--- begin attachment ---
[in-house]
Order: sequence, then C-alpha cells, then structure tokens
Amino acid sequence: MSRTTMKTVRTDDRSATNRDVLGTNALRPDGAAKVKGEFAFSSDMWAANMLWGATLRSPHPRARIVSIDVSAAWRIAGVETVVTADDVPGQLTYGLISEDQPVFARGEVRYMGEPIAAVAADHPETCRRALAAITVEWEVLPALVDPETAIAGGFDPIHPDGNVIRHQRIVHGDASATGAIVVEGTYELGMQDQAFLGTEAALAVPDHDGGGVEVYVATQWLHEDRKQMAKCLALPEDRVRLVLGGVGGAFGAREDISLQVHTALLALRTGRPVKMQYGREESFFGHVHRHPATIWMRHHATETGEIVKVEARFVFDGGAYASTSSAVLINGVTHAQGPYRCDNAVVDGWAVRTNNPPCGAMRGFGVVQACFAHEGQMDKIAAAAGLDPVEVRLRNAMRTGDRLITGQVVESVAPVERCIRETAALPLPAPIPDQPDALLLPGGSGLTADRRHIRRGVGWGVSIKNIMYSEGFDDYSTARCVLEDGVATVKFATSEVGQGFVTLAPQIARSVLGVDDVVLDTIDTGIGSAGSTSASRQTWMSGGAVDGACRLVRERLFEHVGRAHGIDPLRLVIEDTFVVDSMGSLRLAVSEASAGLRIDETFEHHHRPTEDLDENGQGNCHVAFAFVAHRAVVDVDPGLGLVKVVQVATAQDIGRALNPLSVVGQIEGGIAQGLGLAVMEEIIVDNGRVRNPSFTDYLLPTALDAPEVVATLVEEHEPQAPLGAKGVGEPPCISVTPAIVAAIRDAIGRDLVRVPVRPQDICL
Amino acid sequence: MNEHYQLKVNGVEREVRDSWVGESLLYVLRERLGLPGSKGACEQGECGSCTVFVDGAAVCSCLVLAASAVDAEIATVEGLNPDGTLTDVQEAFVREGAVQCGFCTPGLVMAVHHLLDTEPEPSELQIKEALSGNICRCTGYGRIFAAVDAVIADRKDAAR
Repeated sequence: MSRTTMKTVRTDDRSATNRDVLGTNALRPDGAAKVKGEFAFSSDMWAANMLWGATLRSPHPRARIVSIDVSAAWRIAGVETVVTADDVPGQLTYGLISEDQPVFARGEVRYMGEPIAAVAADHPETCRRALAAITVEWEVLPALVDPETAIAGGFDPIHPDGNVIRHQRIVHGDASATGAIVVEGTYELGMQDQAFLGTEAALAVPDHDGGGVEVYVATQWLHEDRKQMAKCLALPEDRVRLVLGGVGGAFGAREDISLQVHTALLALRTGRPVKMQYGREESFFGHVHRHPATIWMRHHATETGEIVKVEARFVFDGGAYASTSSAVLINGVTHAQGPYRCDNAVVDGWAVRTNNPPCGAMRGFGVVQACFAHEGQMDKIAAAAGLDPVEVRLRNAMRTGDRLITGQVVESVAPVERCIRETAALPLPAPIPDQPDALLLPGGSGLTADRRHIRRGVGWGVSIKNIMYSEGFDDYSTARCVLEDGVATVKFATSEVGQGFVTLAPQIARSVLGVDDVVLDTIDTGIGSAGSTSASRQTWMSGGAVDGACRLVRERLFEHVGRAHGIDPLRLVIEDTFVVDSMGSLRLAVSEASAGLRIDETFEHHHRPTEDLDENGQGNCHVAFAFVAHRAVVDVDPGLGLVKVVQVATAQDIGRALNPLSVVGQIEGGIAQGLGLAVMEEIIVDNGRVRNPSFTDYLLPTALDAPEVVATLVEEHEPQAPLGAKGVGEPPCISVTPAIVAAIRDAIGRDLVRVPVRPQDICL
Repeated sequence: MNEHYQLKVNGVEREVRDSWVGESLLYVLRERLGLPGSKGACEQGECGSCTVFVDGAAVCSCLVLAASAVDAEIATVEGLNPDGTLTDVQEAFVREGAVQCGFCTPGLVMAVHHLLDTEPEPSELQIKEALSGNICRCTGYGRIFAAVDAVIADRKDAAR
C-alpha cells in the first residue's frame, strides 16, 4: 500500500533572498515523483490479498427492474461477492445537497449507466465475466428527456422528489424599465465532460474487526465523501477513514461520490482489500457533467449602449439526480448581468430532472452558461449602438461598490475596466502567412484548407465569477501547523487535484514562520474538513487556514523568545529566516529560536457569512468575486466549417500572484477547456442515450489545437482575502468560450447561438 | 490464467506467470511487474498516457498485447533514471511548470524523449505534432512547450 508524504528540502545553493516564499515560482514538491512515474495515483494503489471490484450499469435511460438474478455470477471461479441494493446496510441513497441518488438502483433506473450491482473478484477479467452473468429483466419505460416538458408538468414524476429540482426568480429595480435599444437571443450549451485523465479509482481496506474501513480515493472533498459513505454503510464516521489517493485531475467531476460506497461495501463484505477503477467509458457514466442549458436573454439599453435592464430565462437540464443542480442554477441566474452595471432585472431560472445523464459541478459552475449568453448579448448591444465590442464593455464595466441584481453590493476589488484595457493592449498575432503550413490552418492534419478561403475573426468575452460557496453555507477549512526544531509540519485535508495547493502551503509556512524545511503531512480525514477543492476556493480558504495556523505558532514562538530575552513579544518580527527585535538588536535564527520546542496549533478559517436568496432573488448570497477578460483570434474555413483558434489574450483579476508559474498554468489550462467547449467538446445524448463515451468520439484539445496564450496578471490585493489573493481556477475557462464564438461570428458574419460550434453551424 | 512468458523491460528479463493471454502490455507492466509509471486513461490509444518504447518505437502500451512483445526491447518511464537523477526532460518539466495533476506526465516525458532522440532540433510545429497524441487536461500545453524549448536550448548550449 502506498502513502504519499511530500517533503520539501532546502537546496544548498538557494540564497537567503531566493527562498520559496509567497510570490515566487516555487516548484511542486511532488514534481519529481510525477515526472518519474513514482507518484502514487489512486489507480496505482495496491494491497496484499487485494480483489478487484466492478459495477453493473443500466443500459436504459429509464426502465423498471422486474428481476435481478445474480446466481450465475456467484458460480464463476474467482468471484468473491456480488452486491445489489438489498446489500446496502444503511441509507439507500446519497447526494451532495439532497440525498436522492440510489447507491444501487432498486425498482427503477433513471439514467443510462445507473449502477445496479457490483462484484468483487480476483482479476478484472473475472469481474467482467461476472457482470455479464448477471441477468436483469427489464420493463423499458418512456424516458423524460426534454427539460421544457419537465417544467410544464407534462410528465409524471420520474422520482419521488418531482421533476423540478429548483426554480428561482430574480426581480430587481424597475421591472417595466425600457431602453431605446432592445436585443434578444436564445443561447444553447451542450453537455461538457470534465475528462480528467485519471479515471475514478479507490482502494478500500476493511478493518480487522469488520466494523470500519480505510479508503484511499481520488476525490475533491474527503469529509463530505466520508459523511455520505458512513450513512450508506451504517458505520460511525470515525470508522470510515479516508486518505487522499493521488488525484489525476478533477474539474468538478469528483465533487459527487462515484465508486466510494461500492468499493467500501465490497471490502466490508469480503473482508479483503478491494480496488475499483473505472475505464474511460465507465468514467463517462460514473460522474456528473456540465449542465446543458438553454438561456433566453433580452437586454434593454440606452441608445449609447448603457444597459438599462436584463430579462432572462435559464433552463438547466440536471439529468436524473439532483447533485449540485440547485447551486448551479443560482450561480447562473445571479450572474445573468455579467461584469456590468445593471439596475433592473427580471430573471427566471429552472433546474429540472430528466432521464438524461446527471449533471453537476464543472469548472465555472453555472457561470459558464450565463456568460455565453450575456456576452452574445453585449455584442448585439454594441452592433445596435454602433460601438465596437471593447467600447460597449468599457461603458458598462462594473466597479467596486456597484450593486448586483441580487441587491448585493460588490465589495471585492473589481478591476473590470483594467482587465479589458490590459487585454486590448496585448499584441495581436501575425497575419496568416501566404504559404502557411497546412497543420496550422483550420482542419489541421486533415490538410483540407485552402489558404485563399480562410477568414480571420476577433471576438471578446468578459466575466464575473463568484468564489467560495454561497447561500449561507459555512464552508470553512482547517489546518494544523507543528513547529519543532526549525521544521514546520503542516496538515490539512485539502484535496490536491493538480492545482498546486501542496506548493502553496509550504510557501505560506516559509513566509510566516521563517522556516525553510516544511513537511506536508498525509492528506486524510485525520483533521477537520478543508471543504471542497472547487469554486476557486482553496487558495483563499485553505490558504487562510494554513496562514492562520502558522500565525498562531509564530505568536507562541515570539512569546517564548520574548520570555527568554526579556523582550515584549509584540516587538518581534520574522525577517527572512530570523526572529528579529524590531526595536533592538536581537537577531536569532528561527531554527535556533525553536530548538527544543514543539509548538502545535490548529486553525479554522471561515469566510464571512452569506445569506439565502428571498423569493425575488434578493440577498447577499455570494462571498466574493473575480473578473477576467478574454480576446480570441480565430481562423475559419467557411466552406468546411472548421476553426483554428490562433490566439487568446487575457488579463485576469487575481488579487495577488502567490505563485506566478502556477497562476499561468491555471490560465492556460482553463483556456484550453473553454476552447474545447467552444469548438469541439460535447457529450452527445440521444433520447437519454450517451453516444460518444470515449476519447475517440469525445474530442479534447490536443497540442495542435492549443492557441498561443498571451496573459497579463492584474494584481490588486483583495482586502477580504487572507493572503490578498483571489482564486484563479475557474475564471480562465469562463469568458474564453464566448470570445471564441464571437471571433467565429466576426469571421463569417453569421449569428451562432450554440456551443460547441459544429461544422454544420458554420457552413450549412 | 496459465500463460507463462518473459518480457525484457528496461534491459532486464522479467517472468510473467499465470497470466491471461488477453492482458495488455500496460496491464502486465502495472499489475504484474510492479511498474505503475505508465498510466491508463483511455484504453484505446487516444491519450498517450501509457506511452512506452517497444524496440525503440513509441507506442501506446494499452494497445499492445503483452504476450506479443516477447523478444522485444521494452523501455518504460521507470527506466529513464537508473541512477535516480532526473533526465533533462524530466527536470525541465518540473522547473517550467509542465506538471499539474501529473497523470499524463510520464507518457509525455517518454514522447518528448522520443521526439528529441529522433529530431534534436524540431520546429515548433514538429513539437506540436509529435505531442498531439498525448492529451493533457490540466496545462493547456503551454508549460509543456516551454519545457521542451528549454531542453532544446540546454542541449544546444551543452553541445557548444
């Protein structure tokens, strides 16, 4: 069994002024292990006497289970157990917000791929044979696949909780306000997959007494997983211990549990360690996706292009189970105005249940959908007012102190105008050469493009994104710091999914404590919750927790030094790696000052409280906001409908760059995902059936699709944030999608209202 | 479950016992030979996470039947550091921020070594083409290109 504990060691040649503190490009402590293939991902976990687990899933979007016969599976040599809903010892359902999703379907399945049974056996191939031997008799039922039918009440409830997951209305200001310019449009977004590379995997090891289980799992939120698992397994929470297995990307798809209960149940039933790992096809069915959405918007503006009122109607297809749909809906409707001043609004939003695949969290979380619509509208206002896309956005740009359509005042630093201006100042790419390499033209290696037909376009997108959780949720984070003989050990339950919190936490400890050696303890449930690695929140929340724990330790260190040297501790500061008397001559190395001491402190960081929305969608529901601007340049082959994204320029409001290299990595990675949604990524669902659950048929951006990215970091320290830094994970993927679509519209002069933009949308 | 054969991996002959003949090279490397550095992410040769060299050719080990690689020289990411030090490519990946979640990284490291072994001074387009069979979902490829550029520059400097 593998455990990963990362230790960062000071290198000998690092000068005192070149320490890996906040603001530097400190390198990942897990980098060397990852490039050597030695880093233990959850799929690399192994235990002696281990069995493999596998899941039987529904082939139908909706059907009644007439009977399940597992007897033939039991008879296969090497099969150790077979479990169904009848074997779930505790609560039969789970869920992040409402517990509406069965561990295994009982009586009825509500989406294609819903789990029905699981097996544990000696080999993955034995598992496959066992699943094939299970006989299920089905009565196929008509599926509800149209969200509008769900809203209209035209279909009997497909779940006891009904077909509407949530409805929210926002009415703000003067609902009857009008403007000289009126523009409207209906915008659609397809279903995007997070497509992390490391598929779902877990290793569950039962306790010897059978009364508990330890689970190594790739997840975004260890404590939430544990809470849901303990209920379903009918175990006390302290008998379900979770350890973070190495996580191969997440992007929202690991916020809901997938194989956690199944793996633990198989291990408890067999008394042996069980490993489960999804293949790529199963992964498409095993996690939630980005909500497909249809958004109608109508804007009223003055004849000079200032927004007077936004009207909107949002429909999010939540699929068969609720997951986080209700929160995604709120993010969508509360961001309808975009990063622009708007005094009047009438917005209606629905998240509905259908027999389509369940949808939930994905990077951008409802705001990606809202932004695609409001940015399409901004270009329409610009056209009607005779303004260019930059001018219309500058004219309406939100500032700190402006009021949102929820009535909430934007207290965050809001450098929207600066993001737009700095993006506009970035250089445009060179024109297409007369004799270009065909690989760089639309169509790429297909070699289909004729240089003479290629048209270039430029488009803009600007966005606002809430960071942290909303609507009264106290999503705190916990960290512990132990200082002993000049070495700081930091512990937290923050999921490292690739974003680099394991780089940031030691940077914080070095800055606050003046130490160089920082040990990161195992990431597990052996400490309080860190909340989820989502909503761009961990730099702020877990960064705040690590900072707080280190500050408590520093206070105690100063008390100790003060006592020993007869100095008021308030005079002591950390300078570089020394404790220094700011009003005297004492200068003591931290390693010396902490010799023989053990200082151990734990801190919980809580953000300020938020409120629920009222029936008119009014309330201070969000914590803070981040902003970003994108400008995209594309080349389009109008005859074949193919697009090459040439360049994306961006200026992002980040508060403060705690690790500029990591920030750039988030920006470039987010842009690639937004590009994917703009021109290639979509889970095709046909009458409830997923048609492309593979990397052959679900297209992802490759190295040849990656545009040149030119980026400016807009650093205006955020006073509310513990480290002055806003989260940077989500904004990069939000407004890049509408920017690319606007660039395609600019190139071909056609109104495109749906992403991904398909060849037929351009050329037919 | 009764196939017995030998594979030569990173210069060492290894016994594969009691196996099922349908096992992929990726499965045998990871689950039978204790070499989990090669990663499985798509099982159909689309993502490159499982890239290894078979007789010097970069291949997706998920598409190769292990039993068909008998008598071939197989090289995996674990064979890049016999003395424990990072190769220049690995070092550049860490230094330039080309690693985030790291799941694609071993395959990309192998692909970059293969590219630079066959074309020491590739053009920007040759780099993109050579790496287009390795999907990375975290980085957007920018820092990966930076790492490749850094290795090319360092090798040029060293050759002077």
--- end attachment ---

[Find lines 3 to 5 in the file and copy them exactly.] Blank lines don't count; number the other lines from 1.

Amino acid sequence: MSRTTMKTVRTDDRSATNRDVLGTNALRPDGAAKVKGEFAFSSDMWAANMLWGATLRSPHPRARIVSIDVSAAWRIAGVETVVTADDVPGQLTYGLISEDQPVFARGEVRYMGEPIAAVAADHPETCRRALAAITVEWEVLPALVDPETAIAGGFDPIHPDGNVIRHQRIVHGDASATGAIVVEGTYELGMQDQAFLGTEAALAVPDHDGGGVEVYVATQWLHEDRKQMAKCLALPEDRVRLVLGGVGGAFGAREDISLQVHTALLALRTGRPVKMQYGREESFFGHVHRHPATIWMRHHATETGEIVKVEARFVFDGGAYASTSSAVLINGVTHAQGPYRCDNAVVDGWAVRTNNPPCGAMRGFGVVQACFAHEGQMDKIAAAAGLDPVEVRLRNAMRTGDRLITGQVVESVAPVERCIRETAALPLPAPIPDQPDALLLPGGSGLTADRRHIRRGVGWGVSIKNIMYSEGFDDYSTARCVLEDGVATVKFATSEVGQGFVTLAPQIARSVLGVDDVVLDTIDTGIGSAGSTSASRQTWMSGGAVDGACRLVRERLFEHVGRAHGIDPLRLVIEDTFVVDSMGSLRLAVSEASAGLRIDETFEHHHRPTEDLDENGQGNCHVAFAFVAHRAVVDVDPGLGLVKVVQVATAQDIGRALNPLSVVGQIEGGIAQGLGLAVMEEIIVDNGRVRNPSFTDYLLPTALDAPEVVATLVEEHEPQAPLGAKGVGEPPCISVTPAIVAAIRDAIGRDLVRVPVRPQDICL
Amino acid sequence: MNEHYQLKVNGVEREVRDSWVGESLLYVLRERLGLPGSKGACEQGECGSCTVFVDGAAVCSCLVLAASAVDAEIATVEGLNPDGTLTDVQEAFVREGAVQCGFCTPGLVMAVHHLLDTEPEPSELQIKEALSGNICRCTGYGRIFAAVDAVIADRKDAAR
Repeated sequence: MSRTTMKTVRTDDRSATNRDVLGTNALRPDGAAKVKGEFAFSSDMWAANMLWGATLRSPHPRARIVSIDVSAAWRIAGVETVVTADDVPGQLTYGLISEDQPVFARGEVRYMGEPIAAVAADHPETCRRALAAITVEWEVLPALVDPETAIAGGFDPIHPDGNVIRHQRIVHGDASATGAIVVEGTYELGMQDQAFLGTEAALAVPDHDGGGVEVYVATQWLHEDRKQMAKCLALPEDRVRLVLGGVGGAFGAREDISLQVHTALLALRTGRPVKMQYGREESFFGHVHRHPATIWMRHHATETGEIVKVEARFVFDGGAYASTSSAVLINGVTHAQGPYRCDNAVVDGWAVRTNNPPCGAMRGFGVVQACFAHEGQMDKIAAAAGLDPVEVRLRNAMRTGDRLITGQVVESVAPVERCIRETAALPLPAPIPDQPDALLLPGGSGLTADRRHIRRGVGWGVSIKNIMYSEGFDDYSTARCVLEDGVATVKFATSEVGQGFVTLAPQIARSVLGVDDVVLDTIDTGIGSAGSTSASRQTWMSGGAVDGACRLVRERLFEHVGRAHGIDPLRLVIEDTFVVDSMGSLRLAVSEASAGLRIDETFEHHHRPTEDLDENGQGNCHVAFAFVAHRAVVDVDPGLGLVKVVQVATAQDIGRALNPLSVVGQIEGGIAQGLGLAVMEEIIVDNGRVRNPSFTDYLLPTALDAPEVVATLVEEHEPQAPLGAKGVGEPPCISVTPAIVAAIRDAIGRDLVRVPVRPQDICL